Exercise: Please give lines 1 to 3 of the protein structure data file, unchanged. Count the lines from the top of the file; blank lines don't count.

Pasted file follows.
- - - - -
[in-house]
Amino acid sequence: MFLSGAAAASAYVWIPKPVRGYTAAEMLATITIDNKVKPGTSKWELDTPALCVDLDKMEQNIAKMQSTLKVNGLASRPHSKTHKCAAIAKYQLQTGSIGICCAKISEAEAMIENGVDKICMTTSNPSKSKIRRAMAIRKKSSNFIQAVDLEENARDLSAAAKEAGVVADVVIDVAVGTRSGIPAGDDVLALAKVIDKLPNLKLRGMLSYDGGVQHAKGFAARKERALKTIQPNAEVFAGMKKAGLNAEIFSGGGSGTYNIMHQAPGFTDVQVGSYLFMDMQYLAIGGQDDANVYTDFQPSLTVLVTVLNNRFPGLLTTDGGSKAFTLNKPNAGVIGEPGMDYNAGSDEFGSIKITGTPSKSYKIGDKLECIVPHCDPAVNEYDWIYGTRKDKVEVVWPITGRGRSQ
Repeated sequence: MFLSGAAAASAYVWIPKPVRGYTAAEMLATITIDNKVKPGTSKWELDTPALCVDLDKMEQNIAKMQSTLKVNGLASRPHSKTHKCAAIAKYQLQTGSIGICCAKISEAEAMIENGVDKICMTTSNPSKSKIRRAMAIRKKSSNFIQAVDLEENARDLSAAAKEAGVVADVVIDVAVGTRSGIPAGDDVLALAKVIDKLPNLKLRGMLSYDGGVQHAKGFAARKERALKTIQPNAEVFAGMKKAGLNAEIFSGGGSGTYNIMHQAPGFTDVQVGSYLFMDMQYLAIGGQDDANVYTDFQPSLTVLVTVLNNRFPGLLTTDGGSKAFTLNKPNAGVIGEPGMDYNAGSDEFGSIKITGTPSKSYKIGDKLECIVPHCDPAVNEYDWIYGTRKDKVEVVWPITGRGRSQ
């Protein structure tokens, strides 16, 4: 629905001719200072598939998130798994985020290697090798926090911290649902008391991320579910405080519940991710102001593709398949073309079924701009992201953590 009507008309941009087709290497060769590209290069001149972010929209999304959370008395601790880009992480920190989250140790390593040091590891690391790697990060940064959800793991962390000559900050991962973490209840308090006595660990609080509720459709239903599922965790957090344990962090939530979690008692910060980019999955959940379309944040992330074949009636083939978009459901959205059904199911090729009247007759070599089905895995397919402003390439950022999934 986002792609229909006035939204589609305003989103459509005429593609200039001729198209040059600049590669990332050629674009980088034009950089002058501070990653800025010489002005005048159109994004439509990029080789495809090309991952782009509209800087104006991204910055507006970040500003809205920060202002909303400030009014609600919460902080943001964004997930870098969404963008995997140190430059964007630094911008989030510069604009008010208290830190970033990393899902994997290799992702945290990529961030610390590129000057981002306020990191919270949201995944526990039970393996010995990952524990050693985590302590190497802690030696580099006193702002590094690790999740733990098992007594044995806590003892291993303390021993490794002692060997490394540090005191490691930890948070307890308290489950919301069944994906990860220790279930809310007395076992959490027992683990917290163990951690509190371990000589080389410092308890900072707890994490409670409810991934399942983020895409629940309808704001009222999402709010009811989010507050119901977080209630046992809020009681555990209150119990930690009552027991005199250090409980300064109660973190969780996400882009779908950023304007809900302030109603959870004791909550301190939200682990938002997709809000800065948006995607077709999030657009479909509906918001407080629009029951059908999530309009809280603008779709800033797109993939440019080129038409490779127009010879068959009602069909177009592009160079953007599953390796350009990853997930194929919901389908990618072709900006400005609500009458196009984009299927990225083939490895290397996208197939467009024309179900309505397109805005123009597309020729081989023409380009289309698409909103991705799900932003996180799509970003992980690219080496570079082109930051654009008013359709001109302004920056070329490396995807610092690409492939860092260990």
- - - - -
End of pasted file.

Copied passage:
[in-house]
Amino acid sequence: MFLSGAAAASAYVWIPKPVRGYTAAEMLATITIDNKVKPGTSKWELDTPALCVDLDKMEQNIAKMQSTLKVNGLASRPHSKTHKCAAIAKYQLQTGSIGICCAKISEAEAMIENGVDKICMTTSNPSKSKIRRAMAIRKKSSNFIQAVDLEENARDLSAAAKEAGVVADVVIDVAVGTRSGIPAGDDVLALAKVIDKLPNLKLRGMLSYDGGVQHAKGFAARKERALKTIQPNAEVFAGMKKAGLNAEIFSGGGSGTYNIMHQAPGFTDVQVGSYLFMDMQYLAIGGQDDANVYTDFQPSLTVLVTVLNNRFPGLLTTDGGSKAFTLNKPNAGVIGEPGMDYNAGSDEFGSIKITGTPSKSYKIGDKLECIVPHCDPAVNEYDWIYGTRKDKVEVVWPITGRGRSQ
Repeated sequence: MFLSGAAAASAYVWIPKPVRGYTAAEMLATITIDNKVKPGTSKWELDTPALCVDLDKMEQNIAKMQSTLKVNGLASRPHSKTHKCAAIAKYQLQTGSIGICCAKISEAEAMIENGVDKICMTTSNPSKSKIRRAMAIRKKSSNFIQAVDLEENARDLSAAAKEAGVVADVVIDVAVGTRSGIPAGDDVLALAKVIDKLPNLKLRGMLSYDGGVQHAKGFAARKERALKTIQPNAEVFAGMKKAGLNAEIFSGGGSGTYNIMHQAPGFTDVQVGSYLFMDMQYLAIGGQDDANVYTDFQPSLTVLVTVLNNRFPGLLTTDGGSKAFTLNKPNAGVIGEPGMDYNAGSDEFGSIKITGTPSKSYKIGDKLECIVPHCDPAVNEYDWIYGTRKDKVEVVWPITGRGRSQ